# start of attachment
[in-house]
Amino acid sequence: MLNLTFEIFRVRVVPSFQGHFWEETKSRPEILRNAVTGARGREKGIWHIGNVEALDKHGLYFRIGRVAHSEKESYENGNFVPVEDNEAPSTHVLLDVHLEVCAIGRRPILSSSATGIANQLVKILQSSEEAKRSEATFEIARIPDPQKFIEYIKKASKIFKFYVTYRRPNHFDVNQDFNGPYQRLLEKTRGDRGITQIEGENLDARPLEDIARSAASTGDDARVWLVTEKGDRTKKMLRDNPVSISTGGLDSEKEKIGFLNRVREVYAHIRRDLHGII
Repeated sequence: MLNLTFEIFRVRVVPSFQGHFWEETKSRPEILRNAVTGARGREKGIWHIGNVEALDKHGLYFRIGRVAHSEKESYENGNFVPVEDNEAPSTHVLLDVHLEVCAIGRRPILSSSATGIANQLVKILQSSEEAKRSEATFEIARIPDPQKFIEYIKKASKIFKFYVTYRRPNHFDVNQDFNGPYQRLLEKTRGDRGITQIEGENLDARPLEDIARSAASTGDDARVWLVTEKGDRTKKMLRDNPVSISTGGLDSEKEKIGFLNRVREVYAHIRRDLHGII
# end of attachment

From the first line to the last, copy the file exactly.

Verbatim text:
[in-house]
Amino acid sequence: MLNLTFEIFRVRVVPSFQGHFWEETKSRPEILRNAVTGARGREKGIWHIGNVEALDKHGLYFRIGRVAHSEKESYENGNFVPVEDNEAPSTHVLLDVHLEVCAIGRRPILSSSATGIANQLVKILQSSEEAKRSEATFEIARIPDPQKFIEYIKKASKIFKFYVTYRRPNHFDVNQDFNGPYQRLLEKTRGDRGITQIEGENLDARPLEDIARSAASTGDDARVWLVTEKGDRTKKMLRDNPVSISTGGLDSEKEKIGFLNRVREVYAHIRRDLHGII
Repeated sequence: MLNLTFEIFRVRVVPSFQGHFWEETKSRPEILRNAVTGARGREKGIWHIGNVEALDKHGLYFRIGRVAHSEKESYENGNFVPVEDNEAPSTHVLLDVHLEVCAIGRRPILSSSATGIANQLVKILQSSEEAKRSEATFEIARIPDPQKFIEYIKKASKIFKFYVTYRRPNHFDVNQDFNGPYQRLLEKTRGDRGITQIEGENLDARPLEDIARSAASTGDDARVWLVTEKGDRTKKMLRDNPVSISTGGLDSEKEKIGFLNRVREVYAHIRRDLHGII